Restemming and Restoring a Diamond Shank Commodore Canadian

Blog by Steve Laug

This pipe bowl came up on eBay and I bid on it. I really liked the diamond-shaped shank and the pipe looked to be in great condition. I did a bit of research and found that the brand was either made by Comoy’s or Charatan. The style of the stamping, which read Made in London over England, made me more inclined to think it was a Charatan made pipe. The diamond shank and the overall style of the pipe also seemed to point to it being Charatan made. The photos below were the ones included by the seller. Commodore1 Commodore2 Commodore3 Commodore4The sandblast was very rugged and craggy. The rim had a lighter blast and the shank had a blast about 2/3 of the way back from the bowl toward the stem. The last 1/3 was rusticated to match the blast of the first portion of the bowl. The diamond shank was flattened – it was wider from side to side than it was tall. The sides of the shank were sanded smooth and the bottom left side of the shank was smooth and stamped COMMODORE over Made in London over England. The bowl had a light cake and some shards of tobacco still in the bowl. The finish was in very good shape other than the sides next to the shank end – it was worn and the stain was worn. The rim had some tars on it and a light build up. There was not a stem with this bowl.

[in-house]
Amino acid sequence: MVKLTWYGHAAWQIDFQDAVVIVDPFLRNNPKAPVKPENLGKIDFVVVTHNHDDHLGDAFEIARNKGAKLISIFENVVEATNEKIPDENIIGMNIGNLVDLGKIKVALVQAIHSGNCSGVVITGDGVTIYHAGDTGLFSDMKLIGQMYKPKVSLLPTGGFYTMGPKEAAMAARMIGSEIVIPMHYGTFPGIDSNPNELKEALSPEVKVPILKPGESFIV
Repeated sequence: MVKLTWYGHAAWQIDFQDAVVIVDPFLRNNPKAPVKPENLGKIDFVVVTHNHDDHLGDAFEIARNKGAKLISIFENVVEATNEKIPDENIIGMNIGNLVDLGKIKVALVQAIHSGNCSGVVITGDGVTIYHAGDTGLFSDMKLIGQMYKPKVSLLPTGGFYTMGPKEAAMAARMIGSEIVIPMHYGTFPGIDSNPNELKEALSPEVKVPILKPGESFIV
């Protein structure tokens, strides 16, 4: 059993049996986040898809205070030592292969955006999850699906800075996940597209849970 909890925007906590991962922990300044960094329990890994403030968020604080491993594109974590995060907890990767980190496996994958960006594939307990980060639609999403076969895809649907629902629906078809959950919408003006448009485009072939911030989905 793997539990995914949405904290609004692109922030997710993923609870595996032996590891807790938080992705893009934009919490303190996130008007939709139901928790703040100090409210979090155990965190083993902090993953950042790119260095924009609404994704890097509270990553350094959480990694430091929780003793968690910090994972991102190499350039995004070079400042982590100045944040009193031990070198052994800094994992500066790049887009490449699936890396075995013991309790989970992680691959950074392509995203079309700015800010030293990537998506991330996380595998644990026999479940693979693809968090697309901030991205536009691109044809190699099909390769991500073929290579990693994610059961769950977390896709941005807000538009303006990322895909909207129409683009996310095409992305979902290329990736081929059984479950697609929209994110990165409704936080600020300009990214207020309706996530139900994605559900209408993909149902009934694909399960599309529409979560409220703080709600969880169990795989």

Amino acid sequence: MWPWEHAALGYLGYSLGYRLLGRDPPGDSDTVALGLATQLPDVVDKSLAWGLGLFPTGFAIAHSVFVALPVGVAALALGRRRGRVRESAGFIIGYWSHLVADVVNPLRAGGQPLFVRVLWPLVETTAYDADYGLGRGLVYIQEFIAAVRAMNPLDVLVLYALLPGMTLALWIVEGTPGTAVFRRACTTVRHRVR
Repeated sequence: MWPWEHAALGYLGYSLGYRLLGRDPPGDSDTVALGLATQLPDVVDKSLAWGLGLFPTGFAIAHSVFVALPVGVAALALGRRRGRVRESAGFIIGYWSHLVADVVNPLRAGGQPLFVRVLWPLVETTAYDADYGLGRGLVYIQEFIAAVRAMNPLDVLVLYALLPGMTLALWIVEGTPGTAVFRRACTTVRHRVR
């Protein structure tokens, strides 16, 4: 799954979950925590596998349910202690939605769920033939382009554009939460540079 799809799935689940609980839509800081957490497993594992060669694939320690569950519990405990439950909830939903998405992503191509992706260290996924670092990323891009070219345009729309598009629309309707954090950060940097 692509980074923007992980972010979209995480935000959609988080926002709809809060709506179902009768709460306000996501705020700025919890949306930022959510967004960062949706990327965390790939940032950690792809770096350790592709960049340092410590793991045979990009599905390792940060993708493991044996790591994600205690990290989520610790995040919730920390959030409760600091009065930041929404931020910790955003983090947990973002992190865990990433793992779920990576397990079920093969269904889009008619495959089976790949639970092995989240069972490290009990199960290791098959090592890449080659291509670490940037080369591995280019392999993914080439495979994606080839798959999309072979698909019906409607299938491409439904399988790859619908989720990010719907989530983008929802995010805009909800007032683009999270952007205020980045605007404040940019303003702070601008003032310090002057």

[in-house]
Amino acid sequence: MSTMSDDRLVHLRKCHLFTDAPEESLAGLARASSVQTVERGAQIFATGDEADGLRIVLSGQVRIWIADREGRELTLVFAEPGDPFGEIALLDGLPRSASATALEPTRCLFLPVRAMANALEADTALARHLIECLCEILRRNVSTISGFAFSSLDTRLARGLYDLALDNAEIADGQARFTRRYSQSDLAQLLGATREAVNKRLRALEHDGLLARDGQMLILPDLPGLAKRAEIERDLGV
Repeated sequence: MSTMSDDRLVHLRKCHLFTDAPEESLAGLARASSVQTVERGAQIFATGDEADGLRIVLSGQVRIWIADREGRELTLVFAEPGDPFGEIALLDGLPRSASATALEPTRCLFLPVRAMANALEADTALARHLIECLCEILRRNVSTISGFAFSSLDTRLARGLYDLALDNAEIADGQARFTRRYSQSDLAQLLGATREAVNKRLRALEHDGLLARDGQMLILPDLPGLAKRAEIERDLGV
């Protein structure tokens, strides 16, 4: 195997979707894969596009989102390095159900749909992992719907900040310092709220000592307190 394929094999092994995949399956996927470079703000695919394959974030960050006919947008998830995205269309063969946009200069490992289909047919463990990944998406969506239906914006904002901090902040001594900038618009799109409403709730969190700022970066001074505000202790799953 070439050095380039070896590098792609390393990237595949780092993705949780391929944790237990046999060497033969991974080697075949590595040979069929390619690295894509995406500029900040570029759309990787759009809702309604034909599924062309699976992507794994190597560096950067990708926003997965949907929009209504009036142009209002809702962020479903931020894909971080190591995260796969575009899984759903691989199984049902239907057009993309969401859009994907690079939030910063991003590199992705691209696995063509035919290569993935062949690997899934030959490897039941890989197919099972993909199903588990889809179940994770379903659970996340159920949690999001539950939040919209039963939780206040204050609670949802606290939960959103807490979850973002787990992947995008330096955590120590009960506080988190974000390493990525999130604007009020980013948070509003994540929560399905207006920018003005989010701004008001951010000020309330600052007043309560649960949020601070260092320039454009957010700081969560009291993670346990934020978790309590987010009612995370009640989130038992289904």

The first steps I took in this process I forgot to document with my camera. The battery was dead when I did remember so I will have to describe it with words. I went through my can of stems to see if any of the diamond-shaped stems would fit this shank. None of them were wide enough for the width of the shank. I had several oval stems that were close in width and height. I looked through the stems until I found one that was the right height and width for the shank. I turned the tenon on a PIMO Tenon Turning Tool until it was a close fit and then sanded it by hand until it fit snuggly in place. The end of the shank was not quite square so there was a slight gap on the side corners. Filing and shaping the stem would help with the fit. I shaped it with a Dremel and sanding drum as well as hand sanded until it was a flattened diamond. I sanded the stem in place on the shank to make the transition smooth between the shank and stem. It took a lot of sanding to shape it correctly.IMG_2324 IMG_2325 IMG_2326 IMG_2327The photo below shows the shape of the finished stem. There was still a lot of work to do to smooth out the end of the tenon to remove the casting marks and to smooth out the diamond shape of the stem but the diamond shape was basically finished.IMG_2328I reamed the bowl with a PipNet reamer to remove the slight cake and the tobacco shards that were stuck to the sides of the bowl.IMG_2131I used a brass bristle tire brush to clean the rim top and remove the overflow of cake on the top. I wiped it down with a cotton pad and alcohol to remove the dust and clean out the grooves in the blasted rim.IMG_2333 IMG_2334I wiped down the bowl and shank with cotton pads and alcohol to remove the dirt in the finish and prepare it for working on the shank.IMG_2335 IMG_2336I used a dental burr in the Dremel to re-rusticate the shank area where I had sanded it smooth. I ran the Dremel at a slow speed to match the pattern on the rest of the shank.IMG_2337 IMG_2338 IMG_2339 IMG_2340I wiped down the rusticated shank area and wiped down the dust on the rest of the bowl to prepare it for the new stain coat. I used a black aniline stain for the stain on the newly rusticated areas and also gave the entire bowl a coat of the black stain to cover the worn areas. I applied the stain, flamed it and repeated the process until the coverage was even on the bowl.IMG_2341 IMG_2342I hand buffed the pipe with a rag I use for that purpose. It picks up the stain coat and evenly spreads it across the bowl and rim.IMG_2343 IMG_2344 IMG_2345 IMG_2346I buffed the pipe with White Diamond to polish the new stain and to blend it better with the rest of the bowl colour. The next series of four photos below show the pipe after this initial buffing.IMG_2351 IMG_2352 IMG_2353 IMG_2354I decided to give the bowl a coat of wax to see what black looked like when polished. I wanted to see if I would need to give it another coat of stain to highlight the higher spots on the sandblast. I applied it by hand and then buffed it with a shoe brush.IMG_2355 IMG_2356 IMG_2357 IMG_2358 IMG_2359 IMG_2360I set the bowl aside to work on the stem. I sanded it some more with the 220 grit sandpaper and then with the medium and fine grit sanding sponges. I followed those up by sanding with my usual array of micromesh sanding pads. I wet sanded with 1500-2400 grit pads and dry sanded with 3200-12,000 grit pads. I rubbed the stem down with Obsidian Oil between each group of three pads. I buffed the stem with White Diamond to polish it.IMG_2361 IMG_2362 IMG_2363I decided to give the pipe a second coat of stain to highlight the black. I used a oxblood stain to give it the contrast that I was looking for. I applied the topcoat of stain and wiped it off. I buffed the pipe and stem with White Diamond again to polish the stain coat and stem.IMG_2364 IMG_2365 IMG_2366 IMG_2367I waxed it with several light coats of carnauba wax. I use a light touch so as not to gum up the wax in the sandblast. At the same time I want the shine that a good coat of wax gives the bowl and stem. The finished pipe is shown below. The new stem works well with the shape of the shank and gives the pipe a quiet, understated elegance. I hope to load up a bowl and give it an inaugural smoke tomorrow out on the front porch and relax with a good bowl of aged Virginia.IMG_2370 IMG_2371 IMG_2372 IMG_2373 IMG_2374

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